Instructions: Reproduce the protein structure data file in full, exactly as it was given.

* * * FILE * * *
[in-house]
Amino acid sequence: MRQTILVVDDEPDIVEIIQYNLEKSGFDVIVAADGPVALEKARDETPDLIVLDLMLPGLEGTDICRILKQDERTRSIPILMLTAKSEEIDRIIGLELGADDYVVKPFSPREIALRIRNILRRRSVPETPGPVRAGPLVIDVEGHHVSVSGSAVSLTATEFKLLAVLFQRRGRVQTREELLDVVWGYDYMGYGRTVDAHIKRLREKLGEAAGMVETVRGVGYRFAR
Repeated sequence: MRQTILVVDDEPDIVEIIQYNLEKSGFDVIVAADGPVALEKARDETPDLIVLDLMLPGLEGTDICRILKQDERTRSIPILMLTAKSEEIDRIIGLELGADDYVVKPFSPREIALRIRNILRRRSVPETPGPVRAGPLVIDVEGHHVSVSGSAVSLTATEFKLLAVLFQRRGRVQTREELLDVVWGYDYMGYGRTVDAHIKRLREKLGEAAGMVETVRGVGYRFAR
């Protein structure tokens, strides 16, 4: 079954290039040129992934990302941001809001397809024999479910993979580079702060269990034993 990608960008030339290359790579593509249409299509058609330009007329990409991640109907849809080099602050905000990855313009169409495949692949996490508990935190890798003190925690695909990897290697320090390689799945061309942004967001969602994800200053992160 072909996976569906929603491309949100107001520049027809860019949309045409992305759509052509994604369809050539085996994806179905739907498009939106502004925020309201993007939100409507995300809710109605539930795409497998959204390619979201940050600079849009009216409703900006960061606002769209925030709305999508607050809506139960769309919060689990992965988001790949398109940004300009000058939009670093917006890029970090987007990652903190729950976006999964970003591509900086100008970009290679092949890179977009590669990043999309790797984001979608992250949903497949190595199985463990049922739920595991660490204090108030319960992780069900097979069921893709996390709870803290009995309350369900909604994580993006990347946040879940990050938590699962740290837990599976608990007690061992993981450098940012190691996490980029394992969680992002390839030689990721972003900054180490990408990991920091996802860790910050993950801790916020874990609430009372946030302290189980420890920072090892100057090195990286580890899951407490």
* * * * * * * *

[in-house]
Amino acid sequence: MRQTILVVDDEPDIVEIIQYNLEKSGFDVIVAADGPVALEKARDETPDLIVLDLMLPGLEGTDICRILKQDERTRSIPILMLTAKSEEIDRIIGLELGADDYVVKPFSPREIALRIRNILRRRSVPETPGPVRAGPLVIDVEGHHVSVSGSAVSLTATEFKLLAVLFQRRGRVQTREELLDVVWGYDYMGYGRTVDAHIKRLREKLGEAAGMVETVRGVGYRFAR
Repeated sequence: MRQTILVVDDEPDIVEIIQYNLEKSGFDVIVAADGPVALEKARDETPDLIVLDLMLPGLEGTDICRILKQDERTRSIPILMLTAKSEEIDRIIGLELGADDYVVKPFSPREIALRIRNILRRRSVPETPGPVRAGPLVIDVEGHHVSVSGSAVSLTATEFKLLAVLFQRRGRVQTREELLDVVWGYDYMGYGRTVDAHIKRLREKLGEAAGMVETVRGVGYRFAR
């Protein structure tokens, strides 16, 4: 079954290039040129992934990302941001809001397809024999479910993979580079702060269990034993 990608960008030339290359790579593509249409299509058609330009007329990409991640109907849809080099602050905000990855313009169409495949692949996490508990935190890798003190925690695909990897290697320090390689799945061309942004967001969602994800200053992160 072909996976569906929603491309949100107001520049027809860019949309045409992305759509052509994604369809050539085996994806179905739907498009939106502004925020309201993007939100409507995300809710109605539930795409497998959204390619979201940050600079849009009216409703900006960061606002769209925030709305999508607050809506139960769309919060689990992965988001790949398109940004300009000058939009670093917006890029970090987007990652903190729950976006999964970003591509900086100008970009290679092949890179977009590669990043999309790797984001979608992250949903497949190595199985463990049922739920595991660490204090108030319960992780069900097979069921893709996390709870803290009995309350369900909604994580993006990347946040879940990050938590699962740290837990599976608990007690061992993981450098940012190691996490980029394992969680992002390839030689990721972003900054180490990408990991920091996802860790910050993950801790916020874990609430009372946030302290189980420890920072090892100057090195990286580890899951407490």